In all the years after I left, one of my favorite photos of Iran was taken on that trip when Tim’s sister and I stopped at a rock and looked upstream toward the Iraqi frontier—or so I imagine it to this day. Stephen snapped the shot just as Tim came running down the hill and accidentally stuck his foot into the photo. “Watch out for scorpions!” Stephen yelled, and we all looked at the ground. I remember the feeling I had when the shutter clicked, the beginning of… Well, something larger than me. A trip away from family, on my own, not unlike what I am doing in Alaska—the first step away.
Although I didn’t know it at the time, or even as I talk to Guli decades later, Faraman was a village of orphans dating back to World War I when Turkish, Russian, and British troops had marched through the region. People forget the British marched right through the Zagros up to Baku, where today there is a British military cemetery for those who died in Dunsterforce. In the chaos, parents died and their children were left. Two Presbyterian missionaries, Francis and Blanche Wilson Stead, started the orphanage work; he was a minister and she was a doctor. In the years that followed, other mission organizations sent families, including the Korrlees and Dooraans. “They would take turns coming,” Guli explains over lunch.
She is really pleased I have been to her village. She knows Community School, but she’s never been there. She had gone from Faraman to Pakistan, to a Presbyterian nursing school outside of Lahore. And then, back in Tehran, she met Joe. “Will you marry and live in the woods with me?” he had asked her. She didn’t think he was joking; she just didn’t know what that meant. But she was a country girl, and said yes. After a short time in Saudi Arabia, they moved to Wisconsin. And then he got a good job at the physical plant in University of Alaska Fairbanks. So they came here.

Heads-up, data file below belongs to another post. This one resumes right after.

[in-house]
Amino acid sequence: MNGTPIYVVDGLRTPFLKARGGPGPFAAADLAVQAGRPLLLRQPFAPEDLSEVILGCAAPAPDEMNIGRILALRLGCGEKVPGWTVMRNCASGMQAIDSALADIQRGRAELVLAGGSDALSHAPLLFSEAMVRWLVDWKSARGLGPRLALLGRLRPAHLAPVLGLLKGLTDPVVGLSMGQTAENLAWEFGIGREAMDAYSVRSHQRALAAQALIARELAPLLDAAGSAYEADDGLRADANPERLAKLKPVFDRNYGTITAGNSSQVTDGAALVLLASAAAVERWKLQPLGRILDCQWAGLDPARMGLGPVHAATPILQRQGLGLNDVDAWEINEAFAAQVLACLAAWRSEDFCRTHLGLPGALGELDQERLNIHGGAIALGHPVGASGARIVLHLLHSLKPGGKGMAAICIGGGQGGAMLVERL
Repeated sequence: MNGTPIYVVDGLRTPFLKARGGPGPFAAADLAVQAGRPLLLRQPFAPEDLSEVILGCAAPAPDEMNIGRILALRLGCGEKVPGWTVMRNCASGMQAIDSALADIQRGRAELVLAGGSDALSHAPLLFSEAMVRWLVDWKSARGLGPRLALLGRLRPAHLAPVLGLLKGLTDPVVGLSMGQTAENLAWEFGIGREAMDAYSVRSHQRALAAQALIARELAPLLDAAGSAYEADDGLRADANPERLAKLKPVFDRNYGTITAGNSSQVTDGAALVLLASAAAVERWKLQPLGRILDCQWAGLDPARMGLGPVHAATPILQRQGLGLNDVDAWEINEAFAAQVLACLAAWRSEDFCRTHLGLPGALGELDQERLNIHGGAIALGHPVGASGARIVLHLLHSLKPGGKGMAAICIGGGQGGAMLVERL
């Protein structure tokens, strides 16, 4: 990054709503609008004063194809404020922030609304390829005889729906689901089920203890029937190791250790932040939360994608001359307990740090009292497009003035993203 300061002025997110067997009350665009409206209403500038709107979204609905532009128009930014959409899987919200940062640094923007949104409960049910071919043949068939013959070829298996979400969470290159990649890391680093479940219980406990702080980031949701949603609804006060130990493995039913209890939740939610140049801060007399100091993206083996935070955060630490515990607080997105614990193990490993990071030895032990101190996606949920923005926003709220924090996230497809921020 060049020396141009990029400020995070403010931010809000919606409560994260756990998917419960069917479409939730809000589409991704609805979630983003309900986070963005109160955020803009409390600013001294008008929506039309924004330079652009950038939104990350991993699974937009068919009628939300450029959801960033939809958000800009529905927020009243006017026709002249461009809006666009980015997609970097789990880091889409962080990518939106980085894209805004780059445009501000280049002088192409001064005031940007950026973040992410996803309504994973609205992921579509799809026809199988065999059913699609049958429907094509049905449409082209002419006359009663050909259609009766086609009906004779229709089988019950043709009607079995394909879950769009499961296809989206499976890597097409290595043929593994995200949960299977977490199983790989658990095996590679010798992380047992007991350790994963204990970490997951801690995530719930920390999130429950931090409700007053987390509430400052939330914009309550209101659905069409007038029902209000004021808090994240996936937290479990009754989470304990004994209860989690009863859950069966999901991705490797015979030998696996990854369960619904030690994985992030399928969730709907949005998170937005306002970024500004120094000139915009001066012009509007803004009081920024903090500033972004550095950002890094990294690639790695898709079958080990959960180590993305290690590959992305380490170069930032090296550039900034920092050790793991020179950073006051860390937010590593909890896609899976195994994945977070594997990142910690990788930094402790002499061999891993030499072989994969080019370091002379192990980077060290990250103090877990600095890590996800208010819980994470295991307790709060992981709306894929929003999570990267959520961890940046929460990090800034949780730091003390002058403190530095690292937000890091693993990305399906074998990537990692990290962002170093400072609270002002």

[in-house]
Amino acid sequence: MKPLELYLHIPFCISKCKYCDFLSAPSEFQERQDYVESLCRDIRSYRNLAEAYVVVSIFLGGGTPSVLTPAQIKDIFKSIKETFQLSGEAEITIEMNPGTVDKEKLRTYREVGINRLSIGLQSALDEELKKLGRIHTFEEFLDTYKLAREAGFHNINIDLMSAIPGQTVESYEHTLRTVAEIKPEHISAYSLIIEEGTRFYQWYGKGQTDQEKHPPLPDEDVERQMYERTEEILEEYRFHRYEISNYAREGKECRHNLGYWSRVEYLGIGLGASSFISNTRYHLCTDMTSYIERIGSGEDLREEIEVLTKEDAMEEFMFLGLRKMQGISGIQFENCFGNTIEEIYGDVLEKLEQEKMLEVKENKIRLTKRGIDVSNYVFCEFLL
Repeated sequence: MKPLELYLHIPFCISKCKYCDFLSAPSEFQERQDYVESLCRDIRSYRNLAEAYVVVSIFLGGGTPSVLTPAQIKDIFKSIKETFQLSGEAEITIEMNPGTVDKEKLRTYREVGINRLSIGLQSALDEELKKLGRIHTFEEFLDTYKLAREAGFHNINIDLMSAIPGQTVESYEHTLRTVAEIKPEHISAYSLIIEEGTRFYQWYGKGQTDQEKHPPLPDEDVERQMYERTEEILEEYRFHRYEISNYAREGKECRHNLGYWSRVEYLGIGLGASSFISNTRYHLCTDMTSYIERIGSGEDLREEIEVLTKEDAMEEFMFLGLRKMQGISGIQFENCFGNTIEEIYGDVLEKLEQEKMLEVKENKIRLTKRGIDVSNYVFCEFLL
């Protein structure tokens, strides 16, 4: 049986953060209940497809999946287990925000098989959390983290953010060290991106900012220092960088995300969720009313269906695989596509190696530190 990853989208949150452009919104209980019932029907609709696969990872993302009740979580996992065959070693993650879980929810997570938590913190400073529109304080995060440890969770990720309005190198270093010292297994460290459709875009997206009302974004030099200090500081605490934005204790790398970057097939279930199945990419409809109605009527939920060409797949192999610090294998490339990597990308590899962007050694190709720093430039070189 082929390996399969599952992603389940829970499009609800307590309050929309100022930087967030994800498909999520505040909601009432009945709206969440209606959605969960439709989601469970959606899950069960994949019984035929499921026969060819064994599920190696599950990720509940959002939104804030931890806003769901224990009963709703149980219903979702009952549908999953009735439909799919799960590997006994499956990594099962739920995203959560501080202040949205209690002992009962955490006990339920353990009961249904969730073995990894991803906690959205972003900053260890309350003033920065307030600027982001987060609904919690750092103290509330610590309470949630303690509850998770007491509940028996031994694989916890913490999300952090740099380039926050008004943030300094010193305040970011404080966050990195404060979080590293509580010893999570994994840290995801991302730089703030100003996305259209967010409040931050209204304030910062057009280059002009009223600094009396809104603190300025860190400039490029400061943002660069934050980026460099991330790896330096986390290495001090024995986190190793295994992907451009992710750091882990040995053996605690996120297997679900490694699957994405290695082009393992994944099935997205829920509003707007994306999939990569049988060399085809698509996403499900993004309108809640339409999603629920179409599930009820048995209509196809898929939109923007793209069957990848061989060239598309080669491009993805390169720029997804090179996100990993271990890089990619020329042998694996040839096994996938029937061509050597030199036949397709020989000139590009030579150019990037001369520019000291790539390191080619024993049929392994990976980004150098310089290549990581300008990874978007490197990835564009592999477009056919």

“I want to go back. What is it like for Christians or those who marry Westerners?”
I tell her the facts.
“My sister wants me to go, she has her papers, but she didn’t put down Massihi on her passport, she declared herself Muslim. If it is that way, I will never go. Has to be Massihi!”
She scribbles out a check for the two of us, but it is short. “I have to go,” she says. Lunch is 12.95 each, so in her head that’s 24 dollars. “Teep nadi,” she declares, and dashes out. I round off the bill and give a tip anyway.
So here, at the end of the world, I meet, on my last day in Fairbanks, not just one of fourteen Iranians in the city, not just a whirlwind of a Kurdish Iranian, but one of the fifty Christian Kurds who, from a world away, shares my childhood.
I feel unsteady and I need an anchor. I snap a photo of this table. I’ve travelled circles within circles—dining at the place I first ate when I came to Fairbanks with Chad; starting in English then drifting into Farsi and then suddenly back in English; arriving by train to central Alaska, then drifting in memory to Kurdistan on the Iranian frontier, and then back to central Alaska to train down to Denali.